One of my favorite memories as a kid is sitting with my grandpa on the porch of his farmhouse. A train track was clearly visible from about a quarter-mile away. As I sat with him, he’d tell me stories, we’d watch the occasional truck or tractor go by, and when the freight trains rumbled past, we’d bet each other what color the caboose would be. It was almost always red.

I have a porch on my house, and I love it. It’s not as fancy as my grandpa’s wraparound porch — mine’s a simple slab of concrete with a few square columns and an overhang roof — but it offers me a place to sit outdoors and enjoy the fresh air. I like the time I get to spend out there.

Last week, a couple neighbors walked over, and we sat on the porch talking sports and other topics. The next evening, a couple of friends stopped over to bring my wife some homemade jam. We sat on the porch talking. My friend told me his dad said decks were the reason many neighbors no longer know each other. At one time, people sat on their front porches where they saw and chatted with neighbors. When decks became popular, people sat behind their houses in private.

Builders and architects have told me that porches and decks are great ways to extend living space from indoors to outdoors. The difference is that decks are typically isolated, while front porches allow people to see and interact with neighbors.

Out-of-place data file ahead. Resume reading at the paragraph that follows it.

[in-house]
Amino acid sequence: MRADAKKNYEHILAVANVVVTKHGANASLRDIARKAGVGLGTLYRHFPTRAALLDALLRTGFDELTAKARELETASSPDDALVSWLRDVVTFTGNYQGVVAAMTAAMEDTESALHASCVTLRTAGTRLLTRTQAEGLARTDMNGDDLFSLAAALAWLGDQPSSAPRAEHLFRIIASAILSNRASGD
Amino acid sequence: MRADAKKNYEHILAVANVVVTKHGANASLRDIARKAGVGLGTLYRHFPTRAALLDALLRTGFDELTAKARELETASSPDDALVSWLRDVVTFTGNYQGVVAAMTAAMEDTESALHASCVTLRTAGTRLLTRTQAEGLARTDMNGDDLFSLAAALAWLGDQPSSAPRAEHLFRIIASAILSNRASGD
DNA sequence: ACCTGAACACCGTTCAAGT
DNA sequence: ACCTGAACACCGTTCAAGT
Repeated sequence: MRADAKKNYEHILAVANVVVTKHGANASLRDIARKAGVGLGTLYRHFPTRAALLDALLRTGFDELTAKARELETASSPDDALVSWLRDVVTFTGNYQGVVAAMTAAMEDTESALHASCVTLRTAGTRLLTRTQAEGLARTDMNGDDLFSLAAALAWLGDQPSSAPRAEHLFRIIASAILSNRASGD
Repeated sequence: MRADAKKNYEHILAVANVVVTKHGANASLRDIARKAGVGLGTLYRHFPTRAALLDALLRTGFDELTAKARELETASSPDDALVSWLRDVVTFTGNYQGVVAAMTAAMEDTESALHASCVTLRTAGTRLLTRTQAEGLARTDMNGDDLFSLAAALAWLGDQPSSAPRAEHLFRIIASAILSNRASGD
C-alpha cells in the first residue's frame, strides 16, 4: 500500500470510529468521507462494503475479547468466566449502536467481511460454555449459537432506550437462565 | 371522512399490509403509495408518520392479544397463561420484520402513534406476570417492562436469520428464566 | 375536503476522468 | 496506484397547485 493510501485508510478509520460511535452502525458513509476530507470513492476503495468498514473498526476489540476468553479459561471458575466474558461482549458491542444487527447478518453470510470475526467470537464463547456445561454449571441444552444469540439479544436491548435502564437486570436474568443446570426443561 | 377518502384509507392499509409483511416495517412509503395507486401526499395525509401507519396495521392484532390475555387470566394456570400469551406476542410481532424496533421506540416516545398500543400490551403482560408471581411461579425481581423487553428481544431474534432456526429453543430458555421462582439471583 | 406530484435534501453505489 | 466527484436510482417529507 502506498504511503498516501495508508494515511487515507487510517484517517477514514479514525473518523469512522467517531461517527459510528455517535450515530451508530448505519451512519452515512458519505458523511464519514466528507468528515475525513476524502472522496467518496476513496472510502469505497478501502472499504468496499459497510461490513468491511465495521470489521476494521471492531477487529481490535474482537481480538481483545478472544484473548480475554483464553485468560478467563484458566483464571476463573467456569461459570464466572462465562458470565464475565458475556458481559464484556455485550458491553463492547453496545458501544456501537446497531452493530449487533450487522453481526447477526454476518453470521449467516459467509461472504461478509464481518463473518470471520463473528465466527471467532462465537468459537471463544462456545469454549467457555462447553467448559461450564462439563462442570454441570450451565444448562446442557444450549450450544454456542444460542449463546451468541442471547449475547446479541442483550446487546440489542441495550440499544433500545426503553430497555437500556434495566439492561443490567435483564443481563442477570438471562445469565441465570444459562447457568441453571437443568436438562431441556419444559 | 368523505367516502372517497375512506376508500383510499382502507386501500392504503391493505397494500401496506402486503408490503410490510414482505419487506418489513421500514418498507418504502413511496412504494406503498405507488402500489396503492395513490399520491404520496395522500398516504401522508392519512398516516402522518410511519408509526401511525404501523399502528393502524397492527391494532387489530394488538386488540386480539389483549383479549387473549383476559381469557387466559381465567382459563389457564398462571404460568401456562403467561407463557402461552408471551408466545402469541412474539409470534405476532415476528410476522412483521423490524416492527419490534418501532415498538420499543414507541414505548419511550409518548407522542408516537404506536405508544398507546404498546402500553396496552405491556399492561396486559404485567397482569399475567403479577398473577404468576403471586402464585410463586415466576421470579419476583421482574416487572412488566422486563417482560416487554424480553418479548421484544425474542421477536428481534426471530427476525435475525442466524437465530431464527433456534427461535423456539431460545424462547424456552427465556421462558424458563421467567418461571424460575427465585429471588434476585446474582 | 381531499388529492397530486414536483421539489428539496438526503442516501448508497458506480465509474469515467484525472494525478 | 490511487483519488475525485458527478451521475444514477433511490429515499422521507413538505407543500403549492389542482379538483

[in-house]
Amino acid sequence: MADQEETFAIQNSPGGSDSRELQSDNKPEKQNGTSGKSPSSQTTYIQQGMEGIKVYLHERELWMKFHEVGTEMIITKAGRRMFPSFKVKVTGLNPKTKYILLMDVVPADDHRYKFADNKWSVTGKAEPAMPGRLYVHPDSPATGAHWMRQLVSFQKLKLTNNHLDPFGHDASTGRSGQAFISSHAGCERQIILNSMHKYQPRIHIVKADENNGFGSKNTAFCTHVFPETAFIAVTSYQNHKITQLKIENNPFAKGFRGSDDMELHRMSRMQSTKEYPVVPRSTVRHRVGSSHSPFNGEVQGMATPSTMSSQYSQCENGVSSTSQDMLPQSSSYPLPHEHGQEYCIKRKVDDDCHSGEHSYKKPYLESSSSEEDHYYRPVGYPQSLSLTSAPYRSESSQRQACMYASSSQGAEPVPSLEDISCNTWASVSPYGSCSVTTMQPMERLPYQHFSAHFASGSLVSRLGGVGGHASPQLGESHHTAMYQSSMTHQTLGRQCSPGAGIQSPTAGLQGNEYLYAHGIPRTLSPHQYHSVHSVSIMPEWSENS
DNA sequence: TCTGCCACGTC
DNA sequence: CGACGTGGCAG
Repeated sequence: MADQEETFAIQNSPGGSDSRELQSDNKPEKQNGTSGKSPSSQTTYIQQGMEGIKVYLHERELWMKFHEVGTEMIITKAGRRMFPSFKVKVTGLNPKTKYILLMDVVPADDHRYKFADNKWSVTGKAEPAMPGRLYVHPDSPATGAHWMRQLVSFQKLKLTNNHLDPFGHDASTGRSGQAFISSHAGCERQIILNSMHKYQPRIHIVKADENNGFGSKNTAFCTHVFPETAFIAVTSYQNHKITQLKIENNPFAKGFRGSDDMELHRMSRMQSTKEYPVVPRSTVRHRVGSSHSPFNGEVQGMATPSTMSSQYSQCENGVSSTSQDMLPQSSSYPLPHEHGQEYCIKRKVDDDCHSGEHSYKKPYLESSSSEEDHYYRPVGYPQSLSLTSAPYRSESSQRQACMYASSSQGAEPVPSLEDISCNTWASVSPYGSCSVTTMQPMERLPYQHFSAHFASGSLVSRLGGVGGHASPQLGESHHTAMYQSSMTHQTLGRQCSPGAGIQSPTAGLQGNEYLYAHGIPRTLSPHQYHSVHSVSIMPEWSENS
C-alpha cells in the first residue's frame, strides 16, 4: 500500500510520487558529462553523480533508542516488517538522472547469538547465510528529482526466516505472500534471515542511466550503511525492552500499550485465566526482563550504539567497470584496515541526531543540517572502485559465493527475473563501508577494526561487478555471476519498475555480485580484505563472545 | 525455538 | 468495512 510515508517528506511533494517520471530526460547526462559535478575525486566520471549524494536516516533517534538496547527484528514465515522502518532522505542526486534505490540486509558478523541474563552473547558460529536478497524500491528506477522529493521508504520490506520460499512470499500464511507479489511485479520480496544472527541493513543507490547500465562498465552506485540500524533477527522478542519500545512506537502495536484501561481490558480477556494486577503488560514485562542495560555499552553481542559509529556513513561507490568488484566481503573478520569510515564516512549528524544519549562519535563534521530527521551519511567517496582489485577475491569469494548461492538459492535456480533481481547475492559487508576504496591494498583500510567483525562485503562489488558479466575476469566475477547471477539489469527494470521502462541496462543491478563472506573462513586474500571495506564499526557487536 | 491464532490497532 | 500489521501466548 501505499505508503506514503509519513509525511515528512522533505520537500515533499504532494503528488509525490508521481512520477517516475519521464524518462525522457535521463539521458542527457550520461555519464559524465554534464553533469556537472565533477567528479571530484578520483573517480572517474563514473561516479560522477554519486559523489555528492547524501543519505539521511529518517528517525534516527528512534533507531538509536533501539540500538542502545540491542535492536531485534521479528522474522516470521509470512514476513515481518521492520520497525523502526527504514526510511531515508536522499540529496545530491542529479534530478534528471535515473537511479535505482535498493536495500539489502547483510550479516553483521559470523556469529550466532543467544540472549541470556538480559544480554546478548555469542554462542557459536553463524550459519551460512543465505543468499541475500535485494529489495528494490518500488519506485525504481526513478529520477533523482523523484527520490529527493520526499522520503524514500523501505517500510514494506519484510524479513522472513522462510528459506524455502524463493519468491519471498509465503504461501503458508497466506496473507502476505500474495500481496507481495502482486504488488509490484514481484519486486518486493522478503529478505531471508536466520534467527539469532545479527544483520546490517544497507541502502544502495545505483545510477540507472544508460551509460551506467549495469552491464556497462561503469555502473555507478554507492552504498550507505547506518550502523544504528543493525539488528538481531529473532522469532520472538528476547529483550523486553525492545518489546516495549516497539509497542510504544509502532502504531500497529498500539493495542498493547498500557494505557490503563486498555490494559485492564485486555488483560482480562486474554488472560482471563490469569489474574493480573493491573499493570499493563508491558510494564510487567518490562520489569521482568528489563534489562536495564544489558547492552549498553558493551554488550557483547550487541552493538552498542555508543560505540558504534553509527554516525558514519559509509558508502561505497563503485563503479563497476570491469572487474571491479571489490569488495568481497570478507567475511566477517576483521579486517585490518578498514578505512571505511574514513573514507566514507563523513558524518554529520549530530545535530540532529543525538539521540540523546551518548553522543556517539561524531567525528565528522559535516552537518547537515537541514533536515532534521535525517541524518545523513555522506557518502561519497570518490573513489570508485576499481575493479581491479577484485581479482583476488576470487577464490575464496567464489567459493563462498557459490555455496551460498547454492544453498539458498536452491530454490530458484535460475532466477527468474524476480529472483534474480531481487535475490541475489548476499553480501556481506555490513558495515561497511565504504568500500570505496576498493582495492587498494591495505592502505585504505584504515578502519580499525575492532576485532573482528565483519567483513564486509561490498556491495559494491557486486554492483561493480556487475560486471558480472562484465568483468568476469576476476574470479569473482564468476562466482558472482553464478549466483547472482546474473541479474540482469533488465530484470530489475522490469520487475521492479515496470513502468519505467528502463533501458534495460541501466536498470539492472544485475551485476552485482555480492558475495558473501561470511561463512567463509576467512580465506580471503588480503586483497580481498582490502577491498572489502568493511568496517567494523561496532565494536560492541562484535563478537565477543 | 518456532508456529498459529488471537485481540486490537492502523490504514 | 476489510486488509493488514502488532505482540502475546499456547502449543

I typically sit on my porch most evenings when the weather’s nice. I enjoy saying hello to the neighbors who walk past and waving to the ones who drive past. Because I usually work at home, there are days when I sit on the porch with my computer to work. It’s a great perk. By mid-morning, the porch is shaded so I can see my monitor clearly. Truth be told, being outside is so relaxing that I sometimes nod off for a 20-minute nap after my last conference call of the day.

This summer, I sat on my porch with my kids and wife on several occasions to watch thunder and lightning storms roll through. We were twice treated to rainbows.

I’ve read that there’s a front porch revival of sorts in many towns. More people are realizing porches encourage spontaneous interaction with neighbors and are, in a sense, the eyes and ears of a community. It seems that way where I live. When I take walks through our neighborhood, I typically see people sitting on their porches. It helps lend a sense of personality and warmth, which is what I want in the community I call home.

Brett Martin is a community columnist who’s been a Shakopee resident for over 15 years.


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